Pic: BBB with Ana Banana in tow on Old Erie Path

Bicycling did mention Jim Skelley's Rocket Ride which leaves on Sundays around 8 am from his shop on Broadway (just a block north of the Runcible Spoon), with riders averaging about 30 mph most of they way. It's better to call it the Testosterone Ride.

And they did mention the Runcible Spoon which almost all cyclists ride to as if they were hardwired robots, but the newer eatery Didier Dumas, a French Patisserie at 163 Main Street is less well known but offers real French pastries, including crepes, croissants, and amazing tarts, and has received tremendous reviews.

The article does mention the ride from Nyack to Harriman State Park which they say is 96 miles round trip--but is not--it is more like 50 miles round trip. The greater number is the round trip distance to Harriman from New York City's Central Park, East 96th St. entrance.

Pic: the new place to go in Nyack, Didier Dumas

All good stuff, except they forgot the Orchard Ride from Nyack to the Concklin Farms apple orchards, which is probably one of the best rides in the entire region. You might recognize the name because they sell their produce at the city's Greenmarkets at the Bowling Green, World Trade, Abingdon, City Hall and Rockefeller locations.

Pic: Some of the offerings at the NYC-based Greenmarket farmers' markets.

After climbing your butt off, you get to savor the most delicious homemade apple, blueberry, strawberry, raspberry, peach and rhubarb pies, sold in small sizes for your back pocket, plus mounds of fresh fruit. They also have a big assortment of food and drinks at the store like apple cider and apple cider donuts, so you won't go hungry or thirsty. In the fall, you can actually go out to the orchards and pick apples!

The family has owned the farm since 1712, and to stave off bankruptcy years ago, did a land swap deal to preserve their farm. Now they rent the land and farm off it.

From Nyack you proceed up 9W until you come to a major fork where 9W meets Rte. 303--(check out the map), you take the left, then at the next light (right before 9w makes a descent towards Haverstraw), take the second left, up a small crumbling road called Long Clove Road, which goes into Scratch Up Road--and you come out on Old Rte. 304, turn left, which you follow for a little while going straight until it becomes South Mountain Road. You stay straight on that, crossing North Little Tor Road (watch for fast cars) until it reaches Rte. 45--and that's where you will find Conklin Farms.

Pic: the difficult turn off from rte. 9W to Long Clove Road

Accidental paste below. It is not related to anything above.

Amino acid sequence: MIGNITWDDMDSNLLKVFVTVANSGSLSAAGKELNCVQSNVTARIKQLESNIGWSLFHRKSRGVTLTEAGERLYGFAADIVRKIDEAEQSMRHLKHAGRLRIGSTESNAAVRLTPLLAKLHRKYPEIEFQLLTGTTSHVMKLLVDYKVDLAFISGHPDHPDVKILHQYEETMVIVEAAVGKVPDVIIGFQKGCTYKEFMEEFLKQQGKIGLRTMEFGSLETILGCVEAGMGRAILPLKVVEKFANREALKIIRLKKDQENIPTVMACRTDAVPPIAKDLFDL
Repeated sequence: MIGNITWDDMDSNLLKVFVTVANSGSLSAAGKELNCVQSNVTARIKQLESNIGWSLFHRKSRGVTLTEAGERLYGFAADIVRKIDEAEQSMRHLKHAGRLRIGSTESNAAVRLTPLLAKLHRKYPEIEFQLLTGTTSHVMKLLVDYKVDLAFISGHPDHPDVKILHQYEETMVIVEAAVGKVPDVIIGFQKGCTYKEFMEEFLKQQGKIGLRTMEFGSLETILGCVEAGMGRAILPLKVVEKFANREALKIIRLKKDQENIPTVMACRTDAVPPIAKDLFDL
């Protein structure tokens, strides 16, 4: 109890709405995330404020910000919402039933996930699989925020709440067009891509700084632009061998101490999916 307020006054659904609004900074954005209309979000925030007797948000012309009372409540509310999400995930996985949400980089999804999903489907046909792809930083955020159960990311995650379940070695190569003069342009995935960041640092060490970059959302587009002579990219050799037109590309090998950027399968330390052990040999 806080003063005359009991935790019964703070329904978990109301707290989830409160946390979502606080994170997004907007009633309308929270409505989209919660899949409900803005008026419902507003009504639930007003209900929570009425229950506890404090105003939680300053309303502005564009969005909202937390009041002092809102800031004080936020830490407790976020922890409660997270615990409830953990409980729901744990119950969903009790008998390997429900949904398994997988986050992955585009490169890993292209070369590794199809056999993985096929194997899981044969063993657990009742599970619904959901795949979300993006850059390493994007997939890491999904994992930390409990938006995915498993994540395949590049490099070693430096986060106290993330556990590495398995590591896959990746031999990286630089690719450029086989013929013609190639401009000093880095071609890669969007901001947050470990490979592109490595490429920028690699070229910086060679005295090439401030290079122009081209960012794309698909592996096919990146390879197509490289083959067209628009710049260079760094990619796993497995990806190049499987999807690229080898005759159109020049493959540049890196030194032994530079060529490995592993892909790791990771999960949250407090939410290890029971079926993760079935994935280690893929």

This ride is almost all climbing especially as soon as you leave Rte. 9W. It's a nice road more like the back roads in France, winding and spectacular, with few cars and pretty scenery.

The round trip for this ride from NYC is 75 miles.

One thing the article pointed out, is that there is a SWIM in the Hudson River on Sept. 13. You can either swim or kayak across the Hudson from Nyack to Sleepy Hollow, as long as you raise money for several different foundations that the organization, Hudson River Swim for Life is sponsoring.

To check out the Bicycling Mag Article.

Sunday, August 02, 2009

Identity of Cyclist Revealed, More Accident Details

The identity of the cyclist who collided with a car yesterday, was revealed as 29-year-old Jessica Purcell of Manhattan.

The driver involved in the incident was 59-year-old Stephen Spiegel of Glen Rock, NJ.

The exact nature of Purcell's injuries are still not known, though she is still listed as in critical condition at the Westchester Medical Center. Last night she underwent surgery for her injuries. (See letter from her father, Greg Purcell below for more details, added August 2, 4:13 pm).

Several eyewitnesses have said Purcell crashed into the back of the car, which had stopped at the red light at the intersection of Rte.. 9W and the exit 4N from the Palisades Interstate Parkway.

Although an accident report has not yet been released, one witness to the accident who spoke off the record because a police report has not yet been issued, said that three or four cyclists in front of Purcell had been slowing but appeared to be proceeding through the red light, and then Purcell, who was several cyclists back, hit the car, a Chrysler Sebring 2004 convertible.